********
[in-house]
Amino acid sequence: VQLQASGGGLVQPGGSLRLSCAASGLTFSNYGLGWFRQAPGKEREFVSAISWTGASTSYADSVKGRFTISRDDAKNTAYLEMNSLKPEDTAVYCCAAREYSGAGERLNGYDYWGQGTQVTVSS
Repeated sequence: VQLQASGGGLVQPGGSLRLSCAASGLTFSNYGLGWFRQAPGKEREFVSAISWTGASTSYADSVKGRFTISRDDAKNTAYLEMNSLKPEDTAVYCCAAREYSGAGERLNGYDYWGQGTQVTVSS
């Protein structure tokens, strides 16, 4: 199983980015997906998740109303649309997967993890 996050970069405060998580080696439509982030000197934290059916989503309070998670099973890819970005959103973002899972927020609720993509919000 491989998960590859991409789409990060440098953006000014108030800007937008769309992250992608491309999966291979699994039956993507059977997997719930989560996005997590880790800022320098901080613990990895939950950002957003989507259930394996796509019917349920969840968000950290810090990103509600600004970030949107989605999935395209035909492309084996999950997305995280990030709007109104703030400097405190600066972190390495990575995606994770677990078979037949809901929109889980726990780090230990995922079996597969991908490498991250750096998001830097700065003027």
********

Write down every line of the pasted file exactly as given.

[in-house]
Amino acid sequence: VQLQASGGGLVQPGGSLRLSCAASGLTFSNYGLGWFRQAPGKEREFVSAISWTGASTSYADSVKGRFTISRDDAKNTAYLEMNSLKPEDTAVYCCAAREYSGAGERLNGYDYWGQGTQVTVSS
Repeated sequence: VQLQASGGGLVQPGGSLRLSCAASGLTFSNYGLGWFRQAPGKEREFVSAISWTGASTSYADSVKGRFTISRDDAKNTAYLEMNSLKPEDTAVYCCAAREYSGAGERLNGYDYWGQGTQVTVSS
């Protein structure tokens, strides 16, 4: 199983980015997906998740109303649309997967993890 996050970069405060998580080696439509982030000197934290059916989503309070998670099973890819970005959103973002899972927020609720993509919000 491989998960590859991409789409990060440098953006000014108030800007937008769309992250992608491309999966291979699994039956993507059977997997719930989560996005997590880790800022320098901080613990990895939950950002957003989507259930394996796509019917349920969840968000950290810090990103509600600004970030949107989605999935395209035909492309084996999950997305995280990030709007109104703030400097405190600066972190390495990575995606994770677990078979037949809901929109889980726990780090230990995922079996597969991908490498991250750096998001830097700065003027």